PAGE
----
Felton Taylor (May 30, 1865–April 29, 1936) served on Oakland’s City Council in 1899. He had run as both Municipal League3 and Republican4 (the Municipal League appeared to nominate a mixed ticket).
Taylor was born in San Francisco in May, 1865. He attended the University of California (in Berkeley by this time) in the early 1880s.
Taylor married Sereta Isabel (‘Belle”) Mahan (June 12, 1868–November 19, 1947) in 1891, and they had three children: Felton Mahan Taylor (April 29, 1891–May 13, 1965), Sereta J. Taylor (May 16, 1894–December 7, 1973) (Soreta in a few sources), and Margaret Taylor (c. 1904–?). The Taylors lived at 1439 Webster Street. They were very involved in the Oakland social scene, their names appearing frequently in the society pages of the papers at the time.
Taylor’s one-year City Council term began in 1899. While on council he toured Lake Tahoe with the San Francisco Supervisors and reported on the Truckee and Yuba Rivers as potential water sources for Oakland. (Not a bad gig, especially in August.)5
He then went on to serve as tax collector and city treasurer. As tax collector, Taylor was in the awkward position of having to explain why Oakland residents paid high taxes. He explained that the city was very spread out which made maintenance expensive. He suggested the consolidation of the city and Alameda County, which clearly didn’t take.6
While city treasurer, Felton Taylor was a witness at the secret marriage of Hermann Tubbs, son of the well-known Hiram Tubbs12 and served as an honorary pallbearer when Hermann died in a carriage accident. Taylor’s position as city treasurer appears to have ended in 1905, when the mayor forced him to not seek re-election.7 The ‘scandal’ was that Taylor had deposited $130,000 of city cash in a bank instead of keeping it on hand. 10 Taylor claimed he hadn’t been provided with a proper vault at city hall. Although he apparently didn’t profit from this and it was a common practice at the time, the mayor made a big deal of it. A grand jury became involved, even interrupting a tour by the mayor to ask questions. 8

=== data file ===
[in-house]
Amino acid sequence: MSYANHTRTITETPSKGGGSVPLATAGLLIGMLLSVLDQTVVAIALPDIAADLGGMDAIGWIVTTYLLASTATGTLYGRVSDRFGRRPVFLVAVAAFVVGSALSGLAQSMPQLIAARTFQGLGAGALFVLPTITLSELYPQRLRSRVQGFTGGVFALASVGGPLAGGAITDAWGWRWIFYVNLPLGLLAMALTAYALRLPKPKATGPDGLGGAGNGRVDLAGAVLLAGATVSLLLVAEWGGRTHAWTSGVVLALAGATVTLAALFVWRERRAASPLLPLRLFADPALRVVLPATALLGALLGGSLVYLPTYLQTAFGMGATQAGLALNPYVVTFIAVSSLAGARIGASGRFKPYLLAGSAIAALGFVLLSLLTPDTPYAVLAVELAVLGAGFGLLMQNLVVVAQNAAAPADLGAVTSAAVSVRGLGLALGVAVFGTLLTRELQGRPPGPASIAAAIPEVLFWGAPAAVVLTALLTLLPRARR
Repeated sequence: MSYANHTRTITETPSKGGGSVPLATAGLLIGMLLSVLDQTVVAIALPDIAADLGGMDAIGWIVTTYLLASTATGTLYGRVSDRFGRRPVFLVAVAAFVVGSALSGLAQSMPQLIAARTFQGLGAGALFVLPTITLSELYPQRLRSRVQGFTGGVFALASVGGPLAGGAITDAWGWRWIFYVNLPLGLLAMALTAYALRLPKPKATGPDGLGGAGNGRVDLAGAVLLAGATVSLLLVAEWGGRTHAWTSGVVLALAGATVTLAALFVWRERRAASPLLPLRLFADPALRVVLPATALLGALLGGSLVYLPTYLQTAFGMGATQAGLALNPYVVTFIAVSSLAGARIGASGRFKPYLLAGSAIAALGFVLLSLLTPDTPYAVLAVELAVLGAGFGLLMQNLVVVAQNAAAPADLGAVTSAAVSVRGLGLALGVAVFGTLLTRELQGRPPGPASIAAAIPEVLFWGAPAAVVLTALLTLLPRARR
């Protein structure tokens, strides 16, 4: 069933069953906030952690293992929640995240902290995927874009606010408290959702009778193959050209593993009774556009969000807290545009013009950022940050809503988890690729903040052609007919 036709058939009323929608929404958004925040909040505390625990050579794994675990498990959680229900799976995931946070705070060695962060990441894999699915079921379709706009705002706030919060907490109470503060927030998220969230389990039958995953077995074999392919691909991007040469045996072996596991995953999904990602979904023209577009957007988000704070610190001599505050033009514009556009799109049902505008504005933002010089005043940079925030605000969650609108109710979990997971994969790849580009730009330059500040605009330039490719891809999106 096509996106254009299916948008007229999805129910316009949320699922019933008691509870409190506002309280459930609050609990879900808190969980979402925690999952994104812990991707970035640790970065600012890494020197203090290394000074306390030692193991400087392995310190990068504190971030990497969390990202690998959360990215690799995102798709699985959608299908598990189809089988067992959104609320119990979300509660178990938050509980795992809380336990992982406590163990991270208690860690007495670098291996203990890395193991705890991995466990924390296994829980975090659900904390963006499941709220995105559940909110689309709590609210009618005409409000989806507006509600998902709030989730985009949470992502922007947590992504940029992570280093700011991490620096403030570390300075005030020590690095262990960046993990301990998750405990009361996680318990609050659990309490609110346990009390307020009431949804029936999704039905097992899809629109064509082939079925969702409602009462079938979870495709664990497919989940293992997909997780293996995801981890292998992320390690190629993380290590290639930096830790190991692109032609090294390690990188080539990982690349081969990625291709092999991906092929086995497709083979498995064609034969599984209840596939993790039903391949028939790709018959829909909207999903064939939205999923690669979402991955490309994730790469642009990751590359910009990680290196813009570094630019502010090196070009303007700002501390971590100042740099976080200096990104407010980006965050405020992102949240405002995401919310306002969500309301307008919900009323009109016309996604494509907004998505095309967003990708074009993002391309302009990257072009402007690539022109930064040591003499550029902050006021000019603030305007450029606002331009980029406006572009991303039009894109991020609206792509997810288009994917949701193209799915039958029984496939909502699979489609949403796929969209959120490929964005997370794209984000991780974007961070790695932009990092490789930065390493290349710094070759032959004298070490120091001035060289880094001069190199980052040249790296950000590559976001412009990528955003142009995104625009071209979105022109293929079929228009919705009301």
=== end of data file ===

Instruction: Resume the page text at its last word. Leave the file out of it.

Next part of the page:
Taylor was the first recorded City Council Member to have been a football player. He played for the Olympic Club in the 1880s and was the oldest player on the team. He was also the president of the California Football Team (formed in 1886) and that same year captained the Reliance team.1, 11 His son Felton M. was also athletic, and played baseball while at Santa Clara College. 9
By 1910 the Taylors had moved to San Francisco. Felton M. served as a sergeant in WWI and is buried in the Golden Gate National Cemetery in San Bruno.
- Roman, A. “Overland Monthly and the Out West Magazine.” 1893.
- Roman, ibid.
- “MANUEL NAMED FOR MAYORALTY: The Municipal League Makes Nominations in Oakland.” San Francisco Chronicle: Jan 26, 1901.
- “CONVENTION OF LEAGUE CLUBS.” San Francisco Chronicle: Mar 27, 1904.
- “TAYLOR MAKES REPORT ON LAKE TAHOE WATER.” San Francisco Chronicle: Aug 7, 1900.
- “SAYS TAXPAYERS SHOULD CONTROL.” San Francisco Chronicle: July 9, 1904.
- Olney’s Ultimatum Forces Taylor Out San Francisco Call, February 7, 1905
- Grand Jurors Catch Mayor, Ask For Taylor Story San Francisco Call, February 15, 1905
- Day Scholars to Meet Lowell Today San Francisco Call, February 15, 1011
- Requires the Coin and Not Certificates San Francisco Call, February 3, 1905
- Football: The Second Game to Be Played Today at the Piedmont Grounds San Francisco Call, November 4, 1893
- Marriage of H. A. Tubbs Unknown By Friends Until His Sudden Death, Los Angeles Herald, June 19, 1902
- Fabiola Hospital in Flourishing Condition San Francisco Call, February 4, 1905